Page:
Firstly, the THREES. This fantastic herbaceous perennial is Trillium chloropetalum var. giganteum, commonly known as the Giant Wake Robin. It is one of nature’s curiosities because its leaves and petals are all arranged in strict multiples of three. Three parts to the leaf, three petals to each flower. The leaves are handsomely mottled in burgundy, above which the richest of flowers stand proud in the spring garden. This Trilliumis native to California and is the perfect woodland ground cover plant here in the UK, being fully hardy throughout the country. It requires a moist but well-drained soil, with plenty of organic matter.
Its cousin is the white version – Trillium chloropetalumvar. album. Slightly smaller, with similar mottled leaves, but this time pure white flowers flushed burgundy at the base.
There are many other Trilliumworthy of a place in the garden, but these two stand out for one reason alone – they are reliable, and they make a fine stand in a relatively short time. Once large clumps are established, propagate by division after flowering to increase stocks. The failing of other Trillium, for me as an impatient gardener, is their speed to maturity and display. Traditional propagation techniques are sowing from seed, but they are really slow – 5-7 years from sowing to flowering, and then a long wait for an impressive display, during which time they are easy picking for passing molluscs!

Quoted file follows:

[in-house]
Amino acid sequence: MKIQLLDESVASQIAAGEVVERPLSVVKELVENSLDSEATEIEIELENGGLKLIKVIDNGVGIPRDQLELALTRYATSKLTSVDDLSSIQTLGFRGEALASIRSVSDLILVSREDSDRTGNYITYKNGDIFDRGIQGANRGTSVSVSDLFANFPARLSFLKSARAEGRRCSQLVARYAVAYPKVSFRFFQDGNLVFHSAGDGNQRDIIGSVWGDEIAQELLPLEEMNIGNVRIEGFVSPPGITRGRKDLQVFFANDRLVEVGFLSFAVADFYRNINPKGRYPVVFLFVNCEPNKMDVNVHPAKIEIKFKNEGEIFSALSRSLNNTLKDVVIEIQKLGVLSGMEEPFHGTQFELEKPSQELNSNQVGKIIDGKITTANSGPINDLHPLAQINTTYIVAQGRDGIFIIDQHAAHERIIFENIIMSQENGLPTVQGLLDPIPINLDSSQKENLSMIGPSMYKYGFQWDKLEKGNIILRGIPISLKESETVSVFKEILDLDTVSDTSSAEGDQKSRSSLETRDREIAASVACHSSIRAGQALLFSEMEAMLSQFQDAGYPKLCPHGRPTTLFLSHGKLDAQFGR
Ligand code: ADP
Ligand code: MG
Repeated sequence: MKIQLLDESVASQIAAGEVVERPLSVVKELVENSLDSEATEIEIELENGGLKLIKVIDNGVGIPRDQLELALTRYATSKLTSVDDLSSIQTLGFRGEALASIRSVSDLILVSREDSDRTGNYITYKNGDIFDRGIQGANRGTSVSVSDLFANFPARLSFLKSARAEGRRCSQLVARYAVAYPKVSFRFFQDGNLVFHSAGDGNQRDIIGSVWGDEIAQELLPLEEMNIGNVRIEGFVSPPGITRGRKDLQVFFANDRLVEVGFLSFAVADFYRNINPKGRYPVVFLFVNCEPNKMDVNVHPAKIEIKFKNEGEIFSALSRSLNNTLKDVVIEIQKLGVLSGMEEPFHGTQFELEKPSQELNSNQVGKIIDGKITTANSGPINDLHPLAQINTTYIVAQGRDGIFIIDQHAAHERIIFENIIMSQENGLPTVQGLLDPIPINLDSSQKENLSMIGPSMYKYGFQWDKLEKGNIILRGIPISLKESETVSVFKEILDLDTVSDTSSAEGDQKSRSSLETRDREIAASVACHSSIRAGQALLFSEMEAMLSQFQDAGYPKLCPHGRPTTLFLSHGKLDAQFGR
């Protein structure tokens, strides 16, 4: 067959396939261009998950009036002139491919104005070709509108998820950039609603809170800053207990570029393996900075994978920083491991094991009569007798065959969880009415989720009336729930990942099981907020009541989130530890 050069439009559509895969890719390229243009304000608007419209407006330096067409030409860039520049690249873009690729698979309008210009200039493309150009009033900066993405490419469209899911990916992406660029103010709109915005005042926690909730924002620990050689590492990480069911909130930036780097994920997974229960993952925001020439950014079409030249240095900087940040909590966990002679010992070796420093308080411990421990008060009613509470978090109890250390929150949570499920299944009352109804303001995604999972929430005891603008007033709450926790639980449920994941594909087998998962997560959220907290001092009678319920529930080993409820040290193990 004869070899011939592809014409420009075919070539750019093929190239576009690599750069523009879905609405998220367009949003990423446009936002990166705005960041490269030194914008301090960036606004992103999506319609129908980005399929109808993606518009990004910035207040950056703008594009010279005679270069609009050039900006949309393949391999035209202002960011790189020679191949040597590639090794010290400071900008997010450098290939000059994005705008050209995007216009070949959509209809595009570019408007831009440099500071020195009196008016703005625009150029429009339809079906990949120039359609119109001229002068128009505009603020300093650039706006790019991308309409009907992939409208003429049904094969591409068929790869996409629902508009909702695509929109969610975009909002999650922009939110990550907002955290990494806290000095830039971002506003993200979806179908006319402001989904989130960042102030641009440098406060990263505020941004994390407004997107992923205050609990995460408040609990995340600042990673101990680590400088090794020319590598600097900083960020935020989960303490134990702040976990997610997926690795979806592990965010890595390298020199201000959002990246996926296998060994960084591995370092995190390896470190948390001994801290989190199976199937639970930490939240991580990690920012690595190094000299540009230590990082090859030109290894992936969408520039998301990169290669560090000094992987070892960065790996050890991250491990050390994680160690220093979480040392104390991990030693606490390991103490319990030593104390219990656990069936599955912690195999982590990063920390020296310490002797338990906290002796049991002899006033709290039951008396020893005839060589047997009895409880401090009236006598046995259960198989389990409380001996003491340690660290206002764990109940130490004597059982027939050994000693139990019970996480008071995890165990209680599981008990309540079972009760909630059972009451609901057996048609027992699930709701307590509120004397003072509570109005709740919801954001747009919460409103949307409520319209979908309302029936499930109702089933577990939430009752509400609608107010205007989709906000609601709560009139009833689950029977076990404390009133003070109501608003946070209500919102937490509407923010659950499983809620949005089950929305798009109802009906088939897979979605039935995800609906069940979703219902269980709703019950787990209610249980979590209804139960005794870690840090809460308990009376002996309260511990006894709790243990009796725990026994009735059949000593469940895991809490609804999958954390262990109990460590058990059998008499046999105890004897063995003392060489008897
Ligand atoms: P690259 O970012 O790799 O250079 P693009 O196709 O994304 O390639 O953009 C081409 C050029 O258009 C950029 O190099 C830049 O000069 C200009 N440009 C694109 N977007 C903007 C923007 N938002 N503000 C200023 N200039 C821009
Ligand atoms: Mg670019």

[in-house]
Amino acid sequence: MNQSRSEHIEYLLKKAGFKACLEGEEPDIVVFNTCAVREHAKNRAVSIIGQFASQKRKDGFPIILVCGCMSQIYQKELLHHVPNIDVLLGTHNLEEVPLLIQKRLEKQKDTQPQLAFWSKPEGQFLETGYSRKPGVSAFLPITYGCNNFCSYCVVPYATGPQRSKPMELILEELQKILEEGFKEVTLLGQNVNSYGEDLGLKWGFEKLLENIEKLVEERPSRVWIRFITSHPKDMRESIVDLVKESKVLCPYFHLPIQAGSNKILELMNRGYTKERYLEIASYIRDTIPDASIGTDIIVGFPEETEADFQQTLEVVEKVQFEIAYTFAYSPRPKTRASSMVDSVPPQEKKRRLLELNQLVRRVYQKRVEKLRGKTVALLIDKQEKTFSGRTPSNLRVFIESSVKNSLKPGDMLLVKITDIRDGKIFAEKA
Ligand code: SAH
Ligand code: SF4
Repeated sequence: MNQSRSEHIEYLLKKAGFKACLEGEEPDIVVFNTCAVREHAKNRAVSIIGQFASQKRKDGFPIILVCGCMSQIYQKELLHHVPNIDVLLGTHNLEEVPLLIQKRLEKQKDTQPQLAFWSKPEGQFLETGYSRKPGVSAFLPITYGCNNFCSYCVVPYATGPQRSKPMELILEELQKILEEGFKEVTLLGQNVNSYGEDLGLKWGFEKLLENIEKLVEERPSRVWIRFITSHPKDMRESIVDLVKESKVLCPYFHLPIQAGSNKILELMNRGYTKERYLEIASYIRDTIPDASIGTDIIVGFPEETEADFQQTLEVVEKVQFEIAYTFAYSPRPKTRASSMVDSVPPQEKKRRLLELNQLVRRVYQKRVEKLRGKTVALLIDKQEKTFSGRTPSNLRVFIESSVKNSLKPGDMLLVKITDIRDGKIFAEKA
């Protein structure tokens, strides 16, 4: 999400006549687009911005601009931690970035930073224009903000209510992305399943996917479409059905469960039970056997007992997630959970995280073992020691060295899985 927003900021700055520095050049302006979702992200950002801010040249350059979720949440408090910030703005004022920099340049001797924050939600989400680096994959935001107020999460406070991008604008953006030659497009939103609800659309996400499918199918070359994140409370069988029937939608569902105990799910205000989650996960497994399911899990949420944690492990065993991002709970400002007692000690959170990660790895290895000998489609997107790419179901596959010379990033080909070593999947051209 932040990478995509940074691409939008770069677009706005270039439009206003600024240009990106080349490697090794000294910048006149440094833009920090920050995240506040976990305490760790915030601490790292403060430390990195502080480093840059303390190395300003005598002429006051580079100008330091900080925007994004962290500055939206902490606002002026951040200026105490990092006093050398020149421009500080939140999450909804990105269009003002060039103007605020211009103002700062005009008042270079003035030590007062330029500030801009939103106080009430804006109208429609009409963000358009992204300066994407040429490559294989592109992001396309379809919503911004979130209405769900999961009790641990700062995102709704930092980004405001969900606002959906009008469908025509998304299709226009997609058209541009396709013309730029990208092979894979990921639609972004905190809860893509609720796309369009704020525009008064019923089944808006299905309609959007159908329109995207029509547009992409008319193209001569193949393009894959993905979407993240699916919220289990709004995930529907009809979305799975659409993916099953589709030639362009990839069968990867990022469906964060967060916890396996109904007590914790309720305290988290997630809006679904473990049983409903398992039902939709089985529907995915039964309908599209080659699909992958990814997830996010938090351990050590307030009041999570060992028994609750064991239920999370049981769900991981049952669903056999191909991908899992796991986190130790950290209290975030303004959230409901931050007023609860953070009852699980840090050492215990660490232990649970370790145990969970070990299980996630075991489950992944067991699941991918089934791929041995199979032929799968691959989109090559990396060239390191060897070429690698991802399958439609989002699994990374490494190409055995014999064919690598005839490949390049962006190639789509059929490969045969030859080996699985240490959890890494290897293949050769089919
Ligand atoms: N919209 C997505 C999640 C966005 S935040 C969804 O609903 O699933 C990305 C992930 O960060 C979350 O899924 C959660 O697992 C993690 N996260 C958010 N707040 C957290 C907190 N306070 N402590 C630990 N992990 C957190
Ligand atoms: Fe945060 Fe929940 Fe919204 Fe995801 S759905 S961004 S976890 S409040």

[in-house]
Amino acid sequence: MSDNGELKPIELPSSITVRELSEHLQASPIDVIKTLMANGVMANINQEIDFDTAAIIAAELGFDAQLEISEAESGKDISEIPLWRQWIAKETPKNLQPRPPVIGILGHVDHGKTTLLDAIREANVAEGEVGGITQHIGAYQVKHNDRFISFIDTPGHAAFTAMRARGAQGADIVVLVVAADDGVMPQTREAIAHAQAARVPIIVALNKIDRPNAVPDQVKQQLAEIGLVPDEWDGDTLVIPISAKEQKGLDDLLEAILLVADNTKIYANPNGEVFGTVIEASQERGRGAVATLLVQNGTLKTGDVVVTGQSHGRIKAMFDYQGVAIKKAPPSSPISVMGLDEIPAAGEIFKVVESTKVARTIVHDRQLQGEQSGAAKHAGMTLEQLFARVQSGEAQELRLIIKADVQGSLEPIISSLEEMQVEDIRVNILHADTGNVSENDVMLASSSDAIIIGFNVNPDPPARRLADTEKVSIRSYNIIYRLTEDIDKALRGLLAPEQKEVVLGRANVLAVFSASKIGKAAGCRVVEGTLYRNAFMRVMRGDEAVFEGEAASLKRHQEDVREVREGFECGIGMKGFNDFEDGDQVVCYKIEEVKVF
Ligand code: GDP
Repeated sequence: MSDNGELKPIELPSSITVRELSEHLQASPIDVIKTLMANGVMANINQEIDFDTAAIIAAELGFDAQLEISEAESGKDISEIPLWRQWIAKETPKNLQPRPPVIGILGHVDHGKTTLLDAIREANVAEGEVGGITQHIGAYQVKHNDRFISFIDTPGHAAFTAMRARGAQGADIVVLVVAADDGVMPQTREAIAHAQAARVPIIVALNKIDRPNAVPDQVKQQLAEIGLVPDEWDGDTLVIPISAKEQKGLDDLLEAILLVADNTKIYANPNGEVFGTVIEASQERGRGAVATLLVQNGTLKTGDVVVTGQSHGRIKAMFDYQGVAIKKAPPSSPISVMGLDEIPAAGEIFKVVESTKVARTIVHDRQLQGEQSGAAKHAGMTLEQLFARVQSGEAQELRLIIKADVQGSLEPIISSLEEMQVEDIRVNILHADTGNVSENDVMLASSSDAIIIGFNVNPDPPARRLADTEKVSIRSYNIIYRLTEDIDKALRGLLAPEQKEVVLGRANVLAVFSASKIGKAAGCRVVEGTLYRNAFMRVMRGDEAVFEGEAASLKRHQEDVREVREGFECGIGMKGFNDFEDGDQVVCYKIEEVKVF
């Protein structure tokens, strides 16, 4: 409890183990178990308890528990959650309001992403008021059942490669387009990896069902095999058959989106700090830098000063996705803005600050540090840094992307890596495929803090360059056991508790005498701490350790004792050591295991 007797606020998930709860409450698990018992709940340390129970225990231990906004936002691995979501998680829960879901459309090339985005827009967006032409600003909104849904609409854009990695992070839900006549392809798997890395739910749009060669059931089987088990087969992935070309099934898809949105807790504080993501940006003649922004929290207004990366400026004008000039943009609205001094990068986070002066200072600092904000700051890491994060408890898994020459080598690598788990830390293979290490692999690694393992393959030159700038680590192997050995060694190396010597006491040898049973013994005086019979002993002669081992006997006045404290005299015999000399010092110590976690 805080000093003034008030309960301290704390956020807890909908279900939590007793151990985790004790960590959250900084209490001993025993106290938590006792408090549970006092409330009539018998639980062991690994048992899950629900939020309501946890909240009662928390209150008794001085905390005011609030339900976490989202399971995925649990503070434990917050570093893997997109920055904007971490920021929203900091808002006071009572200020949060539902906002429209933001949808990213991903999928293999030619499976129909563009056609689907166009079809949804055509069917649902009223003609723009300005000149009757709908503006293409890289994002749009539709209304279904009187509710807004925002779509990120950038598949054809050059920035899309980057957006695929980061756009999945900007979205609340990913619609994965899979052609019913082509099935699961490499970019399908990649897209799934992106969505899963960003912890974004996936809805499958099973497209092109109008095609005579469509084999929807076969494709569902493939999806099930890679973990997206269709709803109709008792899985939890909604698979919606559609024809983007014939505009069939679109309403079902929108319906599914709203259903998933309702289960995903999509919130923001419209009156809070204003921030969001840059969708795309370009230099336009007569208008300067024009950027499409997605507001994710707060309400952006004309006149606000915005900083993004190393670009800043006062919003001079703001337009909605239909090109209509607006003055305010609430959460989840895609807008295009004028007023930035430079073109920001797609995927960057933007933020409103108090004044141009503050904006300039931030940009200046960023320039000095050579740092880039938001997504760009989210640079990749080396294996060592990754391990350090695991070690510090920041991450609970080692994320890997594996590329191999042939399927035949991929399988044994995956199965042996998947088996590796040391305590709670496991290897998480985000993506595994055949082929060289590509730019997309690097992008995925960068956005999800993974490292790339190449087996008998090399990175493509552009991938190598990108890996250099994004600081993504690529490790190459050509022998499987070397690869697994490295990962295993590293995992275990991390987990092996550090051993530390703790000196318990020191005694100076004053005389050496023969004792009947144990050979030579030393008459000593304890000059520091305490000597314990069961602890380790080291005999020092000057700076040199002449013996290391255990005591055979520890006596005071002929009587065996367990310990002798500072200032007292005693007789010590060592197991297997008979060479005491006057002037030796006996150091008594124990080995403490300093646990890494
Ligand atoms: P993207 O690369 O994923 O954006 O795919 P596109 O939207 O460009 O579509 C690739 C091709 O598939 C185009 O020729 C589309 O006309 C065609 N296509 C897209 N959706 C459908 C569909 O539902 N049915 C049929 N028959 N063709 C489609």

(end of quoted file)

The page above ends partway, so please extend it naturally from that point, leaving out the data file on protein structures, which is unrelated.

Now to the FOURS – this is Paris quadrifolia. Everything on this plant is arranged in FOURS.
Commonly called Herb Paris, this plant is native to the UK. The scientific and common names are derived from the Latin par, meaning pair (not the French capital!), referring to the symmetry of the pairs, and quadrifolia meaning four leaves. The leaves are positioned in opposed pairs, and the flowers are wispy and inconspicuous and have a crown of golden-yellow stamens, making Paris quadrifolia a distinctive woodland plant.
The THREES and the FOURS!